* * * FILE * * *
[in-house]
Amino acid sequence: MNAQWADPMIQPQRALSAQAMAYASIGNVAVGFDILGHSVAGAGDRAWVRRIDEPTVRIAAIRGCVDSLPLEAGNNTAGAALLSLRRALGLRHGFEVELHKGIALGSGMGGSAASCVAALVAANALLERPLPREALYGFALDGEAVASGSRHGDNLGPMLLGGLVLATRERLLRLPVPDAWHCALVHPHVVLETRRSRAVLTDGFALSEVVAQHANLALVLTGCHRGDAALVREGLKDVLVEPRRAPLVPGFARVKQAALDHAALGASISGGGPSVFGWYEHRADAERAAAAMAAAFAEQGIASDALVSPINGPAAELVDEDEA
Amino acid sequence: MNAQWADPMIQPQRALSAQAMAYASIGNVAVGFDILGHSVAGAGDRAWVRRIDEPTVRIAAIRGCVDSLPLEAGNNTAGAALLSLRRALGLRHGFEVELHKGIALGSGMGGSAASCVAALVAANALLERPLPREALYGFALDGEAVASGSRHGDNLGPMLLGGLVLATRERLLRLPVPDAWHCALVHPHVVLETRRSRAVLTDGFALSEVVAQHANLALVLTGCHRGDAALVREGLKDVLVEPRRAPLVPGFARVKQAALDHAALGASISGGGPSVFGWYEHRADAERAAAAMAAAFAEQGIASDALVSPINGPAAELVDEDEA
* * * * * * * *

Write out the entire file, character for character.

[in-house]
Amino acid sequence: MNAQWADPMIQPQRALSAQAMAYASIGNVAVGFDILGHSVAGAGDRAWVRRIDEPTVRIAAIRGCVDSLPLEAGNNTAGAALLSLRRALGLRHGFEVELHKGIALGSGMGGSAASCVAALVAANALLERPLPREALYGFALDGEAVASGSRHGDNLGPMLLGGLVLATRERLLRLPVPDAWHCALVHPHVVLETRRSRAVLTDGFALSEVVAQHANLALVLTGCHRGDAALVREGLKDVLVEPRRAPLVPGFARVKQAALDHAALGASISGGGPSVFGWYEHRADAERAAAAMAAAFAEQGIASDALVSPINGPAAELVDEDEA
Amino acid sequence: MNAQWADPMIQPQRALSAQAMAYASIGNVAVGFDILGHSVAGAGDRAWVRRIDEPTVRIAAIRGCVDSLPLEAGNNTAGAALLSLRRALGLRHGFEVELHKGIALGSGMGGSAASCVAALVAANALLERPLPREALYGFALDGEAVASGSRHGDNLGPMLLGGLVLATRERLLRLPVPDAWHCALVHPHVVLETRRSRAVLTDGFALSEVVAQHANLALVLTGCHRGDAALVREGLKDVLVEPRRAPLVPGFARVKQAALDHAALGASISGGGPSVFGWYEHRADAERAAAAMAAAFAEQGIASDALVSPINGPAAELVDEDEA